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Children and consent under the
Data Protection Act: A Study in Evolution

The Digital Personal Data Protection Act, 2023[1] (“Act”) has, at long last, been past before both houses of Parliament and been published in the official Gazette upon receiving Presidential assent.

The Act is intended to provide legislative expression to the contours of the right to privacy as outlined by the Supreme Court of India in the Puttaswamy Judgements[2] and since then, by other constitutional Courts. The principle, which now stands more or less crystallized, is that the autonomy of a person is inalienably linked to their autonomy over their personal data. Therefore, in a regime which continues to be firmly consent based, the questions of who is a child, who can consent to allowing their personal data to be collected, as well as what can and cannot be done with it, are key to their status as ‘Digital Nagariks’ in years to come.

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Of Consent and Lawful Uses:
Where the Rubber meets the Road

While the concept of consent, in consonance with the current consent based regime under the Information Technology Act, 2000 (“IT Act”)[1] as well as the constitutional primacy of consent and autonomy under various court decisions dealing with the right to information privacy has remained firmly entrenched as the primary basis for collection and processing of personal data under the various drafts of general personal data protection legislation in India over the years,[2] the newly notified Digital Personal Data Protection Act, 2023 (“Act”)[3]also provides for “legitimate use” as key additional basis available to Data Fiduciaries[4] for collection and processing of personal data[5].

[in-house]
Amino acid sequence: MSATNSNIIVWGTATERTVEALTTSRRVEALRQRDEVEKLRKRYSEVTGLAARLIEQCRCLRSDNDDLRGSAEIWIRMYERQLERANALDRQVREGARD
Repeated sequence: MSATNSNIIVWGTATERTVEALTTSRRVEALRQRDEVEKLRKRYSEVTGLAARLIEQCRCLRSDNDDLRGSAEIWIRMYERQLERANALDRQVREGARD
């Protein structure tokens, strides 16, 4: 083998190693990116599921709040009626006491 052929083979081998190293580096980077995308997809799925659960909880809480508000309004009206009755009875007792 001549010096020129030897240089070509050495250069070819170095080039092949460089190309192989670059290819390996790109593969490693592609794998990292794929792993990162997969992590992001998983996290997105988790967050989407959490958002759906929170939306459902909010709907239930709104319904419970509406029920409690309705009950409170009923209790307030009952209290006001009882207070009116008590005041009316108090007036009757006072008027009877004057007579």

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A Fine Balance:
The DPDA and Data Localization

On November 18, 2022, when the Ministry of Electronics and Information Technology (“MEITY”) tabled an entirely new draft Digital Personal Data Protection Bill, 2022 (“Draft”)[1], the concerns around one section, namely Section 17 dealing with cross-border data transfers, were perhaps more pronounced than the shock which accompanied the withdrawal of a long debated previous draft.

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Innovative Medical Devices under the Lens of Clinical Investigations – A Dormant Volcano Waiting to Erupt?

Introduction

Since the advancements in healthcare services and medicinal sciences, medical devices in India have become part and parcel of the existing healthcare delivery services framework.  Medical devices, in essence, are tools, instruments and even software which inter alia enable healthcare service providers to diagnose, monitor, mitigate and treat illnesses and health conditions.